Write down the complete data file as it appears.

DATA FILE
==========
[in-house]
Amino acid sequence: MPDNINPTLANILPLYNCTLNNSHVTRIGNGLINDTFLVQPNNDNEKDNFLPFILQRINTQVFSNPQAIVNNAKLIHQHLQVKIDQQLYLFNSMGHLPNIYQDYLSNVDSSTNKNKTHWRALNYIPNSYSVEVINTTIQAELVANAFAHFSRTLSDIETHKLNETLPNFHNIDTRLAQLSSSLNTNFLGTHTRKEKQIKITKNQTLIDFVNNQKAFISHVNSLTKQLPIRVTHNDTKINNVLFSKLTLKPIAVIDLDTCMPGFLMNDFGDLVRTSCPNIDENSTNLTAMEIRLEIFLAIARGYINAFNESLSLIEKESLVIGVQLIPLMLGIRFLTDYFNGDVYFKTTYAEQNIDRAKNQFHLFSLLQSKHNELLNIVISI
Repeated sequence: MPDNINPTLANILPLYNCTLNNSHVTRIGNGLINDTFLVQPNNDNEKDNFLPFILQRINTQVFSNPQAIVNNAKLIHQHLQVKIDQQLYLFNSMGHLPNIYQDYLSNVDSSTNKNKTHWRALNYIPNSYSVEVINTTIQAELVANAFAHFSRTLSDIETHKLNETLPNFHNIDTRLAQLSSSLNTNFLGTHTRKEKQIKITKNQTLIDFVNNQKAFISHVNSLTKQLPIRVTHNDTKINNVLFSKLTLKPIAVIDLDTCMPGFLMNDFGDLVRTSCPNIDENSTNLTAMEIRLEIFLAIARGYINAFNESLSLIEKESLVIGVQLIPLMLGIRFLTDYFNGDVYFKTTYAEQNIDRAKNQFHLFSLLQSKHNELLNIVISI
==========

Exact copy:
[in-house]
Amino acid sequence: MPDNINPTLANILPLYNCTLNNSHVTRIGNGLINDTFLVQPNNDNEKDNFLPFILQRINTQVFSNPQAIVNNAKLIHQHLQVKIDQQLYLFNSMGHLPNIYQDYLSNVDSSTNKNKTHWRALNYIPNSYSVEVINTTIQAELVANAFAHFSRTLSDIETHKLNETLPNFHNIDTRLAQLSSSLNTNFLGTHTRKEKQIKITKNQTLIDFVNNQKAFISHVNSLTKQLPIRVTHNDTKINNVLFSKLTLKPIAVIDLDTCMPGFLMNDFGDLVRTSCPNIDENSTNLTAMEIRLEIFLAIARGYINAFNESLSLIEKESLVIGVQLIPLMLGIRFLTDYFNGDVYFKTTYAEQNIDRAKNQFHLFSLLQSKHNELLNIVISI
Repeated sequence: MPDNINPTLANILPLYNCTLNNSHVTRIGNGLINDTFLVQPNNDNEKDNFLPFILQRINTQVFSNPQAIVNNAKLIHQHLQVKIDQQLYLFNSMGHLPNIYQDYLSNVDSSTNKNKTHWRALNYIPNSYSVEVINTTIQAELVANAFAHFSRTLSDIETHKLNETLPNFHNIDTRLAQLSSSLNTNFLGTHTRKEKQIKITKNQTLIDFVNNQKAFISHVNSLTKQLPIRVTHNDTKINNVLFSKLTLKPIAVIDLDTCMPGFLMNDFGDLVRTSCPNIDENSTNLTAMEIRLEIFLAIARGYINAFNESLSLIEKESLVIGVQLIPLMLGIRFLTDYFNGDVYFKTTYAEQNIDRAKNQFHLFSLLQSKHNELLNIVISI